Advantageously, the recesses form an angle of from 30 to 60 with the longitudinal axis of a respective groove.

The stem enables displaced tissue to "flow away" into the recesses where the tissue can be stored. If the longitudinal grooves are formed with longitudinally spaced apart apertures which communicate the grooves with each other, the material can collect from both sides via the recesses and grooves in the apertures. This material can then form webs of relatively densely packed tissue material which extends through the stem and improves anchorage. This densely packed material can rapidly consolidate for growing together.

Another advantage of the stem is that the deliberate "flow away" of the displaced tissue insures that the tissue which is thus displaced does not unnecessarily compress, and thus, damage tissue further away from the bone because of a lack of space to store the displaced tissue. Hence, destruction or damage of the tissue structure is reduced to very low levels.

In order to further improve the distribution of the displaced tissue, the recesses on one side are offset from the recesses on the other side. Also, if the unrecessed stem parts have rounded edges, little damage is done to the tissue during the introduction of the stem. Further, the "flow away" of the tissue material into the recesses and longitudinal grooves can be increased.

In order to further improve the "flowing and compacting" of the displaced tissue in the recesses, each recess may be formed with a cross-sectional shape including an upwardly inclined wall extending to a flat and vertical base and a curved wall extending from an upper end of the base to define a domed pocket.

These and other objects and advantages of the invention will become more apparent from the following detailed description taken in conjunction with the accompanying drawings wherein:

FIG. 1 illustrates side view of a hip joint prosthesis having an intramedullary stem according to the inventions;

FIG. 2 illustrates a view of the prosthesis looking in the direction indicated by the arrow A in FIG. 1;

FIG. 3 illustrates a view taken along line III--III of FIG. 1; and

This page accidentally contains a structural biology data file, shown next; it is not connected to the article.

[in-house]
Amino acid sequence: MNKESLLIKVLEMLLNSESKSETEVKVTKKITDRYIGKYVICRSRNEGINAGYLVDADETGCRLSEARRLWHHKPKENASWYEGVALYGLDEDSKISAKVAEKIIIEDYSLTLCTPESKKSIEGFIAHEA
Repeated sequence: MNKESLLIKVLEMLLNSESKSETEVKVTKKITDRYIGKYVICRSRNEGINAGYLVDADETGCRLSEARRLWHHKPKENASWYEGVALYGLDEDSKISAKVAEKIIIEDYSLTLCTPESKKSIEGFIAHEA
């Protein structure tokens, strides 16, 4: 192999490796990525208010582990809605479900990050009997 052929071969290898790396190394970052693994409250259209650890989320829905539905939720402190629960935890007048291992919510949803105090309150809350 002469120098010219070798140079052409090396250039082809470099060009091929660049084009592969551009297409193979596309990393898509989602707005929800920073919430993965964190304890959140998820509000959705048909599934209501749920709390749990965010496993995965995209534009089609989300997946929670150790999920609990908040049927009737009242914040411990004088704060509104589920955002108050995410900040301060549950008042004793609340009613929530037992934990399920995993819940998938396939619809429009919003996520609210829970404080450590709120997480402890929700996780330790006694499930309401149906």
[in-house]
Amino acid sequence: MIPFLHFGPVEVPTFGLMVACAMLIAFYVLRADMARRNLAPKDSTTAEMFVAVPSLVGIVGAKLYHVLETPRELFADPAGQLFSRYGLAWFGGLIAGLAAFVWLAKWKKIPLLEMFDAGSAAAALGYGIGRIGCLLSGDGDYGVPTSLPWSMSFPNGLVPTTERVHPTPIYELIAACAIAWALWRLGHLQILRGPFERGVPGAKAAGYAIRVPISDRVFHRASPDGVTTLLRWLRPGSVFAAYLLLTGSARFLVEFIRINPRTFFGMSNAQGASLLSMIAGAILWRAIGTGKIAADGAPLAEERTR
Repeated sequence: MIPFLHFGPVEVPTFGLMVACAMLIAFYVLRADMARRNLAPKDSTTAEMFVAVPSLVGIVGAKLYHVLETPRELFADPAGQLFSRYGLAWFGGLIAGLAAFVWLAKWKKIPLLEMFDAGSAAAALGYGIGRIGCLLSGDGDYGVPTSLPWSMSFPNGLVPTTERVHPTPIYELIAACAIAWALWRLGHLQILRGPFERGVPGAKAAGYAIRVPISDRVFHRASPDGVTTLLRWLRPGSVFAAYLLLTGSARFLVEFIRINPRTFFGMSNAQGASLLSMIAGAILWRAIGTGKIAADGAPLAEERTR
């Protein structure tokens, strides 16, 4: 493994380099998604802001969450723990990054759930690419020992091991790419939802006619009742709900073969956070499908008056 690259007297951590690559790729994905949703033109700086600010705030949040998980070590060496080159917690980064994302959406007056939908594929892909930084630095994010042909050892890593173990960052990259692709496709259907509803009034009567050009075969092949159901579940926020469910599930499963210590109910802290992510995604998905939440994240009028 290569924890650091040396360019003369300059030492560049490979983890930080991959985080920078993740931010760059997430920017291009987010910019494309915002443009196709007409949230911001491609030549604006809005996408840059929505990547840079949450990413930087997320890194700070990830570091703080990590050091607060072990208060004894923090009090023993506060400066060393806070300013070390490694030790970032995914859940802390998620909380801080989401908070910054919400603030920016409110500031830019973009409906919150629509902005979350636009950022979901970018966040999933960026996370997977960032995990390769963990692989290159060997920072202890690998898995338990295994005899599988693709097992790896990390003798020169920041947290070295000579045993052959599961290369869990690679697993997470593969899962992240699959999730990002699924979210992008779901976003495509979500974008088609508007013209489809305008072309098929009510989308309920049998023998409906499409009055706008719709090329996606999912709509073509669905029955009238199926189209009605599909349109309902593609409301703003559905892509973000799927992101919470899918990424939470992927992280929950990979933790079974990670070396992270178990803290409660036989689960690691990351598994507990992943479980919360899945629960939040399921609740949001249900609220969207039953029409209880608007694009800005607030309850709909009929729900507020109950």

FIG. 4 illustrates a view taken on line IV--IV of FIG. 1.

Referring to FIGS. 1 and 2, the hip joint endoprosthesis comprises an intramedullary stem 1 which has a straight longitudinal axis and is similar in shape to a blade, i.e. the dimensions of the stem 1 are such that two opposite sides 2, 3 are relatively narrow while the remaining sides 4, 5 are relatively wide. The cross-section is substantially in the shape of an elongated rectangle (see FIG. 4). However, the stem cross-section may be eliptical, polygonal, or at least substantially square, i.e. in the shape of a rectangle having sides substantially the same length as each other.

As shown, the proximal narrow side 2 of the stem is in the form of a curve whereas the distal narrow side 3 is in the form of two substantially straight surfaces which intersect each other at an angle at a discontinuity about three quarters of the way along the length of the stem 1 as viewed from the free end. The sides 2, 3 converge conically towards the free end so that the stem 1 narrows continuously downwardly as viewed. However, this is not essential for the purposes of the invention. The stem can therefore, if required, be bounded by parallel surfaces, i.e. the stem need not narrow. Alternatively, the stem may extend sinously along the longitudinal axis in the shape of a helical surface.

The stem terminates at the top end in a collar 6 which merges into a femoral neck 7 on which a femoral head 8 is disposed.

Each of the wide sides 4, 5 of the stem is formed with a longitudinal groove 9, 10 which extends downwardly, as viewed, at substantially the same depth. In addition, apertures 11 are spaced longitudinally along the stem 1 to communicate the grooves 9, 10 with each other.

Each side 4, 5 is also provided with a plurality of recesses 12, 13 which are disposed in a herring bone pattern. Each recess rises, as viewed, at an angle of approximately 45 and terminates in a groove 9, 10. The groove 9, 10 thus forms the "spine" of the herring bone pattern. The stem is provided with unrecessed parts 14, 15 between the recesses 12, 13. These parts 14, 15 can be rounded at the corners and edges to reduce damage to the spongy bone tissue when the stem 1 is being introduced and to facilitate the "flow" of displaced material. As indicated in FIG. 1, the recesses 12, 13 are offset relative to each other on the opposite sides 4, 5.